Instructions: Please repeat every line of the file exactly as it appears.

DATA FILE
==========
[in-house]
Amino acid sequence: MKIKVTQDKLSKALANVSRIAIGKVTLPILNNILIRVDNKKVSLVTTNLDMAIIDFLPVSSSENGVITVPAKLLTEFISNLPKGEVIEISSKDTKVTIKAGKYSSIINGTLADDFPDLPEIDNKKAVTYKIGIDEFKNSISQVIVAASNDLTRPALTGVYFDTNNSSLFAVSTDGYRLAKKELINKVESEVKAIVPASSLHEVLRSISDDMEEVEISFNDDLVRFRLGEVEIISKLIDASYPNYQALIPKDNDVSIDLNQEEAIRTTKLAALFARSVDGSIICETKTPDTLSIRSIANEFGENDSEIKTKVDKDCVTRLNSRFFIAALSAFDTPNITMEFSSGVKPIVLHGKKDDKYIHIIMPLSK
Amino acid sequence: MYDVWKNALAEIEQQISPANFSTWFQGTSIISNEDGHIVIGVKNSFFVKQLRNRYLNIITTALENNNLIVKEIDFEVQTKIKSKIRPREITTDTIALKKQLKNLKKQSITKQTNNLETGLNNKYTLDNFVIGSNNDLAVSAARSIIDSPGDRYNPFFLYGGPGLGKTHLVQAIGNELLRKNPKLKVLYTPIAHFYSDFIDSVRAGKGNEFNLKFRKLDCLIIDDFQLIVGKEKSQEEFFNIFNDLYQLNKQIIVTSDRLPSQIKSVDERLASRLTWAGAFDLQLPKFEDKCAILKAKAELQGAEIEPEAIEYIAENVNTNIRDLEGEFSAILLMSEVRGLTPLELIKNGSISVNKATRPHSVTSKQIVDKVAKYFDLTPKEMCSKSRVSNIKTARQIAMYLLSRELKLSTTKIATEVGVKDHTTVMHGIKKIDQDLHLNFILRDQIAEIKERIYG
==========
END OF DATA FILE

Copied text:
[in-house]
Amino acid sequence: MKIKVTQDKLSKALANVSRIAIGKVTLPILNNILIRVDNKKVSLVTTNLDMAIIDFLPVSSSENGVITVPAKLLTEFISNLPKGEVIEISSKDTKVTIKAGKYSSIINGTLADDFPDLPEIDNKKAVTYKIGIDEFKNSISQVIVAASNDLTRPALTGVYFDTNNSSLFAVSTDGYRLAKKELINKVESEVKAIVPASSLHEVLRSISDDMEEVEISFNDDLVRFRLGEVEIISKLIDASYPNYQALIPKDNDVSIDLNQEEAIRTTKLAALFARSVDGSIICETKTPDTLSIRSIANEFGENDSEIKTKVDKDCVTRLNSRFFIAALSAFDTPNITMEFSSGVKPIVLHGKKDDKYIHIIMPLSK
Amino acid sequence: MYDVWKNALAEIEQQISPANFSTWFQGTSIISNEDGHIVIGVKNSFFVKQLRNRYLNIITTALENNNLIVKEIDFEVQTKIKSKIRPREITTDTIALKKQLKNLKKQSITKQTNNLETGLNNKYTLDNFVIGSNNDLAVSAARSIIDSPGDRYNPFFLYGGPGLGKTHLVQAIGNELLRKNPKLKVLYTPIAHFYSDFIDSVRAGKGNEFNLKFRKLDCLIIDDFQLIVGKEKSQEEFFNIFNDLYQLNKQIIVTSDRLPSQIKSVDERLASRLTWAGAFDLQLPKFEDKCAILKAKAELQGAEIEPEAIEYIAENVNTNIRDLEGEFSAILLMSEVRGLTPLELIKNGSISVNKATRPHSVTSKQIVDKVAKYFDLTPKEMCSKSRVSNIKTARQIAMYLLSRELKLSTTKIATEVGVKDHTTVMHGIKKIDQDLHLNFILRDQIAEIKERIYG